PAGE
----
The Buffalo Bills host the Indianapolis Colts this weekend in a game with huge playoff implications for both teams. For the Bills, a win would mean staying a half-game ahead of the New England Patriots in the AFC East standings. For the Colts, a win would mean adding to their conference win percentage while also inching closer to the first-place Tennessee Titans, who sit at 8-2 with the best record in the AFC.
The Colts play a style on offense that gives Buffalo fits, as their ability to run at will makes life difficult on their opponents. Buffalo has struggled with teams that play physically up front, so they’ll need to toughen up in order to come out with a big win.
Here are the players we’ll be watching on Sunday—a group that the Bills need to contain in order to win.
QB Carson Wentz
Reuniting with Frank Reich, who was his offensive coordinator with the Philadelphia Eagles, has been great for the former No. 2 overall pick in the 2016 NFL Draft. Wentz has thrown 17 touchdowns against just three interceptions this year, completing 63.5 percent of his passes for 2,378 yards in the process. The Colts don’t ask him to do too much, as he’s only exceeded 251 yards passing once on the year, but Wentz is buoyed by an excellent rushing attack and some very good receivers. Indianapolis gambled on a change of scenery being the remedy for Wentz’s ills, and that gamble has paid dividends thus far. Buffalo has been outstanding defensively this year, and they’ll need to disrupt Wentz with the front four in order to make the Colts more one-dimensional. Indianapolis has a great offensive line, and Wentz has taken just 18 sacks on the year.
RB Jonathan Taylor
Indianapolis’ top running back might be the top back in the league now that Derrick Henry is injured. Taylor is averaging a ridiculous 5.8 yards per carry this year, totaling 937 yards and nine touchdowns on 161 carries. He’s equally adept as a receiver out of the backfield, as he’s caught 29 passes on 35 targets for a total of 303 yards and a touchdown. While Nyheim Hines in known as the “receiving back” in this tandem, Taylor is a multi-talented player who is a mismatch for even the best linebackers and safeties in coverage. The Colts will almost certainly try to isolate him against A.J. Klein if Tremaine Edmunds misses the game, so assistant head coach/defensive coordinator Leslie Frazier will need a plan to give Klein some help if that happens.
WR Michael Pittman Jr.
The big-bodied wideout is a mismatch problem for the Bills, as Levi Wallace generally struggles against larger receivers. Tre’Davious White is obviously the better option, but White has had his issues with players like Pittman, who stands at 6’4” and 223 lbs. In last year’s playoff game, Pittman gave the Bills fits, especially early, catching five passes for 90 yards on the afternoon. Last year, though, the Bills had to worry about T.Y. Hilton. This year, Hilton is dealing with injuries, and he’s played in just three games as a result. Pittman is the guy the Bills will have to limit on the outside, with tight ends Jack Doyle and Mo Allie-Cox the names to watch on the inside.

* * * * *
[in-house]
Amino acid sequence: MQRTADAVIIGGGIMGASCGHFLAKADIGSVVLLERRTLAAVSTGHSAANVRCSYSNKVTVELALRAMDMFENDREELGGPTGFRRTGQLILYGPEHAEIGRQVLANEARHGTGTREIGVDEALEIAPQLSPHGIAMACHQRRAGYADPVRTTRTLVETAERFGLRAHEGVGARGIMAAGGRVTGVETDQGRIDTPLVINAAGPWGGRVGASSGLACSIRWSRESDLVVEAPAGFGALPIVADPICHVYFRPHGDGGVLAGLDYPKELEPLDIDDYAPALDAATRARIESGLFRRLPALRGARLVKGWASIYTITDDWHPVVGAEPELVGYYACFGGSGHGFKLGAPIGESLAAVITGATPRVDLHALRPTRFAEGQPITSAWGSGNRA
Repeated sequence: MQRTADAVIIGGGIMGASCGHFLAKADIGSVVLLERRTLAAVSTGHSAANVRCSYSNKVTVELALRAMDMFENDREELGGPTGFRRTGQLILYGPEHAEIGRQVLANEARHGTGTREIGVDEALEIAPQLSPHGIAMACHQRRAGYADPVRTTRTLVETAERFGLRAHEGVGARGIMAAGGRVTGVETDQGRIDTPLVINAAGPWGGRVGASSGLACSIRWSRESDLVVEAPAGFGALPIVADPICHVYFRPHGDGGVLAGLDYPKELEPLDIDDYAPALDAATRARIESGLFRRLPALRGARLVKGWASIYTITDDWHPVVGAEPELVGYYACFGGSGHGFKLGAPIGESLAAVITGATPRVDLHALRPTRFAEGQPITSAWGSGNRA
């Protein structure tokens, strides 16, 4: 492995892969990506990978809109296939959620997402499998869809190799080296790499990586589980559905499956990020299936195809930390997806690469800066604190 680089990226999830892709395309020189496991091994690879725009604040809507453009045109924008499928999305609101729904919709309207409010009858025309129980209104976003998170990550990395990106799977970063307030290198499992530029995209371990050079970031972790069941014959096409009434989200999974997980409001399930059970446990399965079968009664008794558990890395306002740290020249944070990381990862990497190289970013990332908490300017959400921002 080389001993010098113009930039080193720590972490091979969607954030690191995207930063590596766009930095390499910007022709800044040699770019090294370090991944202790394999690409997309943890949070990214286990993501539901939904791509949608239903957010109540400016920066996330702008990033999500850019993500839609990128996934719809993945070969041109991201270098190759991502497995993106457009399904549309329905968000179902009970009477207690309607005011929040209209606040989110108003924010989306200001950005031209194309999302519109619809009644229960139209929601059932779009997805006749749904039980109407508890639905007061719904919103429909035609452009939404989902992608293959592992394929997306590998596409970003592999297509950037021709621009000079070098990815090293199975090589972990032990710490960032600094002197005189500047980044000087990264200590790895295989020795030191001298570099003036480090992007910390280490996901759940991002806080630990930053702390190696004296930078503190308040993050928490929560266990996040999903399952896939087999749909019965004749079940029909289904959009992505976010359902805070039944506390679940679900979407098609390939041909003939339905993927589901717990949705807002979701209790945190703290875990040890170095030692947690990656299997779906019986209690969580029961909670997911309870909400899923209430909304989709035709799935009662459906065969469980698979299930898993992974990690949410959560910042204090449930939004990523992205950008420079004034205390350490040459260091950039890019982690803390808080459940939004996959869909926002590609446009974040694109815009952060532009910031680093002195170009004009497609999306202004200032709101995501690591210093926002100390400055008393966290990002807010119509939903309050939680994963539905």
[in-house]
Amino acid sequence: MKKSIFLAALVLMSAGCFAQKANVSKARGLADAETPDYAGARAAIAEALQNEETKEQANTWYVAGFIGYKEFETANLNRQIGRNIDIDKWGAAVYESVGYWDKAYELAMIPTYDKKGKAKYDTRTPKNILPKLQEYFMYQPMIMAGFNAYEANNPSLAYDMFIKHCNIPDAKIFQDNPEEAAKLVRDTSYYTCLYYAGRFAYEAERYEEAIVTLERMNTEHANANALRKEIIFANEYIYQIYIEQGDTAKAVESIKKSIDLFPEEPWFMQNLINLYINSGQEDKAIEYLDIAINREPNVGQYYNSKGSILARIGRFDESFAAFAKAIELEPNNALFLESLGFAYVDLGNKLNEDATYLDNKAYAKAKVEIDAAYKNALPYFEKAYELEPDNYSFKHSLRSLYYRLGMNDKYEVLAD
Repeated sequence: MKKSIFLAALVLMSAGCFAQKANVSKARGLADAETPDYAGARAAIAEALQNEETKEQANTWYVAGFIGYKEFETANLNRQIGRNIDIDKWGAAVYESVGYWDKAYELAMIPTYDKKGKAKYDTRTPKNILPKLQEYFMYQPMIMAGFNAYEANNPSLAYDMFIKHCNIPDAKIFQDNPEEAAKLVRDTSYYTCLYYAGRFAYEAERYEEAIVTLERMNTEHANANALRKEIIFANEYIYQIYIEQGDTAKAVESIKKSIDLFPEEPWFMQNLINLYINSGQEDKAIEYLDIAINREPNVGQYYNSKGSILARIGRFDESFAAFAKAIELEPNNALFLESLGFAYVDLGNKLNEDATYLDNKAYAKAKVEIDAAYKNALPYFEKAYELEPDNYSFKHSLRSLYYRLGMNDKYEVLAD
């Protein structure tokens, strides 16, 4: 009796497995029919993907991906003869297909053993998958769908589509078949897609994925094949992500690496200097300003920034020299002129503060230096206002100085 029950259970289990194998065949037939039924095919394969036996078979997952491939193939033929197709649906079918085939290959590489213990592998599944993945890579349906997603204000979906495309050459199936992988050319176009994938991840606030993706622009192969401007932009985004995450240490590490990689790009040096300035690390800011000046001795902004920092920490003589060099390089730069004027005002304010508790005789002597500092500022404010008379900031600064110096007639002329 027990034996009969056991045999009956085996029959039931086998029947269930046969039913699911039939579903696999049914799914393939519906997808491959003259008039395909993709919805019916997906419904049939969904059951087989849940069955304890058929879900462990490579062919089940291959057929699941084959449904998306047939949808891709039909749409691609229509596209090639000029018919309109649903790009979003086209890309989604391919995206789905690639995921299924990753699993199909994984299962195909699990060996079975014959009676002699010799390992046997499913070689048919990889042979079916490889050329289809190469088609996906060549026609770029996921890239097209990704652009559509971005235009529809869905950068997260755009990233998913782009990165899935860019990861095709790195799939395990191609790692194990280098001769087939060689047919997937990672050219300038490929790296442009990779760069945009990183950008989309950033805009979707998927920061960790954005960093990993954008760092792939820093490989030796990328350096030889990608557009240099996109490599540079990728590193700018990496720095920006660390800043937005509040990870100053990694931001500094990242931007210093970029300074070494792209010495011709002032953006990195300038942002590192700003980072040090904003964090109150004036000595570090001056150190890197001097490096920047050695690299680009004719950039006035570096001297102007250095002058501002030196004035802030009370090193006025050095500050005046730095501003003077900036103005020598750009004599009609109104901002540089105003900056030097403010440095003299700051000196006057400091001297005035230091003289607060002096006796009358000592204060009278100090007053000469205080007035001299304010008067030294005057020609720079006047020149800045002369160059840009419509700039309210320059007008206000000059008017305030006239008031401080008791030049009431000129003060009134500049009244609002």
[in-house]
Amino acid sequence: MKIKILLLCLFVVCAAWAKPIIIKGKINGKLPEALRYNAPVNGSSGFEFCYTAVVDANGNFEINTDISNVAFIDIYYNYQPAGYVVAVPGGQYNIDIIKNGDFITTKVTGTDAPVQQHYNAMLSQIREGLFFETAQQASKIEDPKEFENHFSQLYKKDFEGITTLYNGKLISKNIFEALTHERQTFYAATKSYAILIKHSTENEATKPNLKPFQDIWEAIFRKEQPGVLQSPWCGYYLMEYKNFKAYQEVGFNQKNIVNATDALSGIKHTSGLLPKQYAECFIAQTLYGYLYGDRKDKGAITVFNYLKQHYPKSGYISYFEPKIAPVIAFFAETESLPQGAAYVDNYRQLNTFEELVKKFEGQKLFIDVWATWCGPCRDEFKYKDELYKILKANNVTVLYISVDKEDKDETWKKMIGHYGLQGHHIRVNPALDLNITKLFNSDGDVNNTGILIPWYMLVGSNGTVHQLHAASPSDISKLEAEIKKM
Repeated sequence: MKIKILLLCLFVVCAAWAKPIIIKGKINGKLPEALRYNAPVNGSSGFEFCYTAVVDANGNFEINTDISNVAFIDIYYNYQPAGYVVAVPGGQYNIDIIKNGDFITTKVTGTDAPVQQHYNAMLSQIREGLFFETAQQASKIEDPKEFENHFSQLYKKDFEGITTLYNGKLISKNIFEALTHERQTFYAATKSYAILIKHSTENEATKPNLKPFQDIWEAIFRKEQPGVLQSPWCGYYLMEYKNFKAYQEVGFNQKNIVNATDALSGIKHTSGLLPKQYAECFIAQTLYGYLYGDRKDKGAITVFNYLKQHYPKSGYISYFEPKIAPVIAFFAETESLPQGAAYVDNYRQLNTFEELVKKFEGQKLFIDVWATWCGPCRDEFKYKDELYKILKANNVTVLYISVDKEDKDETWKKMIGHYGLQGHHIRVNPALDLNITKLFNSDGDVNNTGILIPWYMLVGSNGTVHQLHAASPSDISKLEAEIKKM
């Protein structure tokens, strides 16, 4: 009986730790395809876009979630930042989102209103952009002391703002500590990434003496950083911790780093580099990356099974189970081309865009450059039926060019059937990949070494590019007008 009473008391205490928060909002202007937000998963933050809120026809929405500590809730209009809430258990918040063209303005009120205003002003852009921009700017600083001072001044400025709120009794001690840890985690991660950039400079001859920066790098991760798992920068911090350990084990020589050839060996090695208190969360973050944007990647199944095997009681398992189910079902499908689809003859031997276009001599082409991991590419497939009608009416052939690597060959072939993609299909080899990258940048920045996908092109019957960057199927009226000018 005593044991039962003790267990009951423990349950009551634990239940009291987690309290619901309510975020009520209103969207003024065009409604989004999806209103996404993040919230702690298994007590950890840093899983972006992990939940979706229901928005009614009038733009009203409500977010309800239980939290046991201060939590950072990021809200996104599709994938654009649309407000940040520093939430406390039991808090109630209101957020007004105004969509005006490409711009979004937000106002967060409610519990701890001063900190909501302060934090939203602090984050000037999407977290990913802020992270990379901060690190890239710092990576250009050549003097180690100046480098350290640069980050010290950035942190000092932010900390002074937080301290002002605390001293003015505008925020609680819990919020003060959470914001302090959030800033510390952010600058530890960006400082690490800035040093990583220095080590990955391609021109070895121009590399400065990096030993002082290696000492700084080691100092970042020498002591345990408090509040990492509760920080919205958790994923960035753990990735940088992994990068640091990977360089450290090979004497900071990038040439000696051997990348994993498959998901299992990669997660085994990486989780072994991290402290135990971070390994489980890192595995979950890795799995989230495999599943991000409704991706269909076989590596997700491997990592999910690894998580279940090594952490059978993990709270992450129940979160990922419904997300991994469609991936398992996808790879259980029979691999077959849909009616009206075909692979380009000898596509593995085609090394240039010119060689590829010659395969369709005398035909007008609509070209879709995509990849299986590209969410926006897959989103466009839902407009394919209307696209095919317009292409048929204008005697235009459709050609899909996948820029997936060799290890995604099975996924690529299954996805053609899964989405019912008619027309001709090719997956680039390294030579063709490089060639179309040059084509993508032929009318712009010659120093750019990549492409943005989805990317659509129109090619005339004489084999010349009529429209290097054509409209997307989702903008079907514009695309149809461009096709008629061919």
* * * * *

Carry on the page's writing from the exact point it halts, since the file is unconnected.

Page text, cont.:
DL DeForest Buckner
We’ve all seen it this year: Teams with elite interior defensive linemen are often a problem for the Bills. Even teams without elite interior defensive linemen (see the Jacksonville Jaguars) have had success torpedoing Buffalo’s makeshift offensive line. With right tackle Spencer Brown out thanks to a positive COVID-19 test, it’s possible that the Bills will kick right guard Daryl Williams back to right tackle and reinsert Cody Ford into the starting lineup at right guard. The last time Ford played, defensive tackle Taven Bryan was able to insert himself into Buffalo’s backfield—repeatedly. Buckner is an All-Pro, and if he’s lined up against Ford, he’s going to be salivating. The veteran defensive lineman has 4.5 sacks to go with 45 tackles—six of which have gone for a loss.
LB Darius Leonard
He might not play due to an ankle injury, but if he does, the Colts will have one of the game’s best defensive players at their disposal. Leonard’s presence is essential to what the Colts need to do to contain quarterback Josh Allen, as he’s the only player with the size and speed to spy Buffalo’s stud quarterback well enough to give him trouble. Leonard played that role to perfection last year, and he was able to stonewall Allen on a scramble, leading to a collision that may have ripped a hole in the fabric of time and space. Leonard has filled up the stat sheet this year, too, as he has 73 tackles, two interceptions, three fumble recoveries, four forced fumbles, five pass breakups, three tackles-for-loss, and two quarterback hits.